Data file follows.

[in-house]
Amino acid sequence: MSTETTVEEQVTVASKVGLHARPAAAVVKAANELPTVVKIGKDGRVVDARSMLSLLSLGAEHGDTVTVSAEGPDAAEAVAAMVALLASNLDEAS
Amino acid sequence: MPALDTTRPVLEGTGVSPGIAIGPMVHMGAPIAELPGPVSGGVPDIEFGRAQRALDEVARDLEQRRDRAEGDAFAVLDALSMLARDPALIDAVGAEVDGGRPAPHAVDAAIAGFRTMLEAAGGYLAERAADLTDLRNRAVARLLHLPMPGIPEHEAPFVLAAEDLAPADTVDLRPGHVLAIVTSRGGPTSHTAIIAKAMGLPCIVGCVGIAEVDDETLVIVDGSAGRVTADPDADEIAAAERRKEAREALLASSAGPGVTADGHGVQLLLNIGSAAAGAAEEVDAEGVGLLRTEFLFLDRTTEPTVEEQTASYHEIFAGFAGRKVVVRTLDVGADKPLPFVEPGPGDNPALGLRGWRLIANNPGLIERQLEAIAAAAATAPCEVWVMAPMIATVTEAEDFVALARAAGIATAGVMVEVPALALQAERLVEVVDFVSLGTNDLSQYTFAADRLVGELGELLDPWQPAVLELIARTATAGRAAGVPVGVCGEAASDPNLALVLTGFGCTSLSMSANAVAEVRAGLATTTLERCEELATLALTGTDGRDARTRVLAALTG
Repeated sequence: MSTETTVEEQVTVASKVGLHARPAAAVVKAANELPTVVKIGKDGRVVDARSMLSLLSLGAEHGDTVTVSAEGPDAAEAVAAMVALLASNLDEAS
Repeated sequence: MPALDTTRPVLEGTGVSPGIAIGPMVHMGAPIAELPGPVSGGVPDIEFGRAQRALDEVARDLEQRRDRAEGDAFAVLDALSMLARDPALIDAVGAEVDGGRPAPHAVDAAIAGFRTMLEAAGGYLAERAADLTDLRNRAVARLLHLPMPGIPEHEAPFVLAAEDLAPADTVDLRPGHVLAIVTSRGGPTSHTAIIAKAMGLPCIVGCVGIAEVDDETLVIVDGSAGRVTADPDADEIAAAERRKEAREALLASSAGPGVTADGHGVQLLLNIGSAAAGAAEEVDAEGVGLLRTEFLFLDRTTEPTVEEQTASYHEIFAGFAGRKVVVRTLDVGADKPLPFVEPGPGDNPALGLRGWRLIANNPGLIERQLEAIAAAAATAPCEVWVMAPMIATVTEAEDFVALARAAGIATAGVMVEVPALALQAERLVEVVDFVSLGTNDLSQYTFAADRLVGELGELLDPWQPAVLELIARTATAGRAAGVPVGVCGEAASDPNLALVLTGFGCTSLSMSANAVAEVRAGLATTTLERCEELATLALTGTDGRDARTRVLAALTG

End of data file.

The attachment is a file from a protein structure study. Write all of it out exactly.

[in-house]
Amino acid sequence: MSTETTVEEQVTVASKVGLHARPAAAVVKAANELPTVVKIGKDGRVVDARSMLSLLSLGAEHGDTVTVSAEGPDAAEAVAAMVALLASNLDEAS
Amino acid sequence: MPALDTTRPVLEGTGVSPGIAIGPMVHMGAPIAELPGPVSGGVPDIEFGRAQRALDEVARDLEQRRDRAEGDAFAVLDALSMLARDPALIDAVGAEVDGGRPAPHAVDAAIAGFRTMLEAAGGYLAERAADLTDLRNRAVARLLHLPMPGIPEHEAPFVLAAEDLAPADTVDLRPGHVLAIVTSRGGPTSHTAIIAKAMGLPCIVGCVGIAEVDDETLVIVDGSAGRVTADPDADEIAAAERRKEAREALLASSAGPGVTADGHGVQLLLNIGSAAAGAAEEVDAEGVGLLRTEFLFLDRTTEPTVEEQTASYHEIFAGFAGRKVVVRTLDVGADKPLPFVEPGPGDNPALGLRGWRLIANNPGLIERQLEAIAAAAATAPCEVWVMAPMIATVTEAEDFVALARAAGIATAGVMVEVPALALQAERLVEVVDFVSLGTNDLSQYTFAADRLVGELGELLDPWQPAVLELIARTATAGRAAGVPVGVCGEAASDPNLALVLTGFGCTSLSMSANAVAEVRAGLATTTLERCEELATLALTGTDGRDARTRVLAALTG
Repeated sequence: MSTETTVEEQVTVASKVGLHARPAAAVVKAANELPTVVKIGKDGRVVDARSMLSLLSLGAEHGDTVTVSAEGPDAAEAVAAMVALLASNLDEAS
Repeated sequence: MPALDTTRPVLEGTGVSPGIAIGPMVHMGAPIAELPGPVSGGVPDIEFGRAQRALDEVARDLEQRRDRAEGDAFAVLDALSMLARDPALIDAVGAEVDGGRPAPHAVDAAIAGFRTMLEAAGGYLAERAADLTDLRNRAVARLLHLPMPGIPEHEAPFVLAAEDLAPADTVDLRPGHVLAIVTSRGGPTSHTAIIAKAMGLPCIVGCVGIAEVDDETLVIVDGSAGRVTADPDADEIAAAERRKEAREALLASSAGPGVTADGHGVQLLLNIGSAAAGAAEEVDAEGVGLLRTEFLFLDRTTEPTVEEQTASYHEIFAGFAGRKVVVRTLDVGADKPLPFVEPGPGDNPALGLRGWRLIANNPGLIERQLEAIAAAAATAPCEVWVMAPMIATVTEAEDFVALARAAGIATAGVMVEVPALALQAERLVEVVDFVSLGTNDLSQYTFAADRLVGELGELLDPWQPAVLELIARTATAGRAAGVPVGVCGEAASDPNLALVLTGFGCTSLSMSANAVAEVRAGLATTTLERCEELATLALTGTDGRDARTRVLAALTG